This week’s blog was co-authored by Wendy Swire, MA, PCC. Wendy is a certified executive coach, speaker, author, Neuroleadership trainer, facilitator and Principal at Swire Solutions and the Founder of DC Neuroleadership Group. Her firm has worked globally with over 5,000 senior executives and leaders in areas pertaining to resiliency, strategic influencing, conflict resolution, leadership development, executive presence and communication. 

 

As experienced leadership coaches, we have spent thousands of hours working with leaders at all levels to help them increase their resiliency and adaptability to change. Resiliency has been an important competency to cultivate over the years. However, in today’s new normal, personal and leadership resiliency is now a vital requirement to manage through volatility, uncertainty, chaos and ambiguity  – also known as VUCA.

As leadership coaches, we also have a front seat in helping executives navigate turbulent waters. We know that some leaders are doing a better job than others at self-care, setting boundaries, and in engaging and inspiring their teams – without draining themselves. Resilient leaders also know how to recharge themselves. Coaches should think broadly about our own resiliency, as we support those who are responsible for thousands of employees

In this post we want to share best practices, based on our own personal experiences, that helps us stay grounded and remain resilient during challenging and uncertain times.

Self-Awareness Creates Choices
Before we can shift into a new way of being, we must know where we are at any given moment. When we have self-awareness, we can choose to manage the situation, rather than have it manage us. In our experience, this makes all the difference.  For us, we practice the following to gain self-awareness:

1. Pay attention to body sensations. Our bodies are very finely tuned instruments, and when we’re feeling less then at our best, the first signs often show up in our bodies. For example, for me (Vinay), my stomach beings to churn and tighten up.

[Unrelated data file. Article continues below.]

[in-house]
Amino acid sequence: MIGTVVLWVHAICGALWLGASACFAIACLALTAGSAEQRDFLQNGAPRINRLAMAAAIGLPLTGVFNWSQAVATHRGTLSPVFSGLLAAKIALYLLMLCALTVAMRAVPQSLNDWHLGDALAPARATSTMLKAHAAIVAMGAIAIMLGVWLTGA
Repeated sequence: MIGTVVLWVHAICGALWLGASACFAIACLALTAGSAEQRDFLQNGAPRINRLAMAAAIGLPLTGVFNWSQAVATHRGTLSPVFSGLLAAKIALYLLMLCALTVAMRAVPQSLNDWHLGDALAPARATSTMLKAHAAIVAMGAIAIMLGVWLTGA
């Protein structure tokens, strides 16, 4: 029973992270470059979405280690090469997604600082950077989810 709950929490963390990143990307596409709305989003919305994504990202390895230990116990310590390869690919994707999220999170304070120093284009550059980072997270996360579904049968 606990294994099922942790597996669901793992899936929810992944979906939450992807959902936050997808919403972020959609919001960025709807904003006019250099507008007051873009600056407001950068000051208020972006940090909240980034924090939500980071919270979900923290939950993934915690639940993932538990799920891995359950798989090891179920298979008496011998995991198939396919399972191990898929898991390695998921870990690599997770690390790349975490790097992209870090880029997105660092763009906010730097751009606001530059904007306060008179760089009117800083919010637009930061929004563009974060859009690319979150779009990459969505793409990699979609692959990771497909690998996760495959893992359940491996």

2. Pay attention to emotions. For me (Vinay), associated with body sensations are the emotions of fear, anxiety and worry. For Wendy, emotions come up around sadness regarding the new COVID world and the impact it has on loved ones, especially her college age son and another in his twenties trying to make sense of the future.

3. Pay attention to self-talk. For me (Vinay), I notice that associated with feelings of fear, are negative disempowering thoughts. The mind is assuming that worst-case scenarios will happen, which have very low probability of actually occurring. Yet in the mind, it feels very real. Self-talk has gotten tougher during COVID. For me (Wendy), the best thing I can do is to affirm when I am doing something and acknowledge it. I am getting sleep, drinking two bottles of water a day, and getting at least 30 minutes outside. The act of reminding myself of what I am doing right is a best practice.

Making the Shift
Once we are aware of our present state, we can than choose to shift into a more empowering state that can better serve us. In other words, we can choose to be resilient. Here are some of the things we practice:

1. Deep breathing. This enables blood circulation so that we can think and view the reality more clearly.

2. Alternate perspectives. Given that our minds seem to be wired to author negative interpretations, a practice we engage in is to distinguish facts from our interpretations of the facts. When we do this, we can then intentionally author different interpretations that enable us see more empowering possibilities, and to bounce back.

3. Shift emotions. When new perspectives emerge and we actually end up seeing that there are opportunities in the situation, or at least it’s not as bad as our mind makes it out to be, our emotions naturally shift to more positive states.

4. We also practice acceptance that change and uncertainty are part of living. This enables us to shift into a mood of curiosity and wonder, as well as a learner mindset. We ask ourselves questions such as: What is this situation here to teach us? In what ways can we grow from it? What are the opportunities that are being presented? Given the situation, what can we do to create a better present moment, as well as future?

As we engage in these practices, we find we feel better, our thinking shifts to being more positive and it enables us to bounce back. This will not only help us get through our challenging and difficult times that we’re experiencing, it will also help us get us ready for what lies ahead.

Author

Vinay Kumar

Vinay Kumar

Vinay Kumar is a Leadership & Executive Coach, Author, Speaker with Leading for Breakthroughs. Prior to entering professional coaching, Vinay spent more than 20 years co-leading a family business. Now his clients include private and public sector enterprises, including family businesses. Vinay offers leadership coaching, leadership education programs, and designs and facilitates leadership retreats. He also serves as Faculty in George Washington University’s Leadership Coaching Program. His most recent book is Language and the Pursuit of Leadership Excellence: How Extraordinary Leaders Build Relationships, Shape Culture and Drive Breakthrough Results.

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